Yearning for secure attachment

I assume that most adopters feel that the most crucial aspect of our relationship with our child/children initially is getting them to attach. I think it’s fair to say that we feel that attachment proves that we are doing a good job, that we are creating real security and that we are ‘getting it right’, in fact that we are unquestionably becoming a ‘complete’ family – and the sooner that it is achieved the better.

It’s only natural that we all yearn for that child/parent bond to be significant as quickly as possible, the bond that we are enviously aware is no doubt automatically there with birth children, yet is one that we have to work hard to achieve as adopters – after all we are competing with the ghosts of birth parents, foster parents and other parental figures that have been in their life prior to us, maybe even a teacher or a grandparent, aunt/uncle or older sibling.

Our children arrive as strangers and although they reassuringly turn to us right from the start we know that it is as their care givers and that it is led by circumstance and need – not emotion. We take what is on offer and as time goes by maybe even start to kid ourselves that it is real even though we know that it is too soon and more than we should be expecting, regardless we know that we have to keep trying, keep doing the best that we can to win our way into their hearts.

And gradually we see change, we see a increasing level of closeness, an intimacy that is new and of course so very rewarding. We feel that all our hard work is paying off and we allow ourselves to assume that all those fears of damaged attachment that the social workers planted in our minds throughout the preparation course and beyond are indeed unfounded – even for those of us who may have children who have been diagnosed with attachment disorder. We feel fortunate to have escaped the issues we were told could so clearly be a part of our life – forever.

Or maybe not! Maybe our child/children are not as settled as we hope for and maybe we are dealing with difficulties, with challenging behaviour, behaviour that we are truly struggling with, maybe there are clear signs that the attachment is questionable, signs that I think many of us chose to disregard or play down in attempts to convince ourselves that they have indeed attached, or at least started to attach.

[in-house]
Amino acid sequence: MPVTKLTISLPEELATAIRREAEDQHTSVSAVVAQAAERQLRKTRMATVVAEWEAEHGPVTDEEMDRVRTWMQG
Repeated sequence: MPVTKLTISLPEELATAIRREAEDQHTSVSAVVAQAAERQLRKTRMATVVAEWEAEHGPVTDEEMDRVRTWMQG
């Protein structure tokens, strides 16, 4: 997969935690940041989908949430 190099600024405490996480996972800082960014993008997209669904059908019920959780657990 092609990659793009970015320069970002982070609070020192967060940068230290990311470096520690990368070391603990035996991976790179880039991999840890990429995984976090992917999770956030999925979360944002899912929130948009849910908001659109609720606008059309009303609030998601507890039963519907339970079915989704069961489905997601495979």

My partner and I certainly did, we saw clear signs that our sons had attached from quite early on in the placement, or more to the point – we felt it. We felt the love, the bond, we felt the attachment and it seemed so real – and in the case of our oldest son amazingly it seems that it was.

However for our younger son, it is now evident that we really have been fooling ourselves. We certainly knew he had issues, which we always put down to the trauma he suffered. We knew that he was diagnosed with attachment disorder and that he displayed behaviour reflecting this, yet we still believed that there was true attachment. We feel his love, we see his joy when he interacts with us, we see his need for us and the unquestionable security that we bring.

Yet now we know that it is just not enough and that we still have a way to go regardless of the more than 5 years we have been together and we also know – and now accept – that there may never be full secure attachment.

Because of behaviour problems (mostly at school) he recently underwent a phycological assessment in view to undertake ‘theraplay’ and we have been truly shocked by one set of results in particular.

The therapist had asked our son to draw a circle and then a larger circle around this and the same again and again. She then asked him to think of all the relationships he has had and currently has in his life and starting in the centre circle write the names of the people that are most important to him and then work his way out as the relationships feel less important.

Our son wrote just 5 names, 4 in the centre and one in the second circle. These names include the one constant in his life – his brother – as well as his one and only friend and the family dog. Shockingly these 5 names did not include either myself or my partner.

They also did not include birth parents, long term foster parents (of almost 3 years), other siblings (who we are still in contact with regularly), a new aunt who he was especially close to until her death 3 years ago or any other of his new extended family – other than Granddad (my father), who we have not witnessed a particularly close bond to and who sadly has just died – adding to our son’s loss.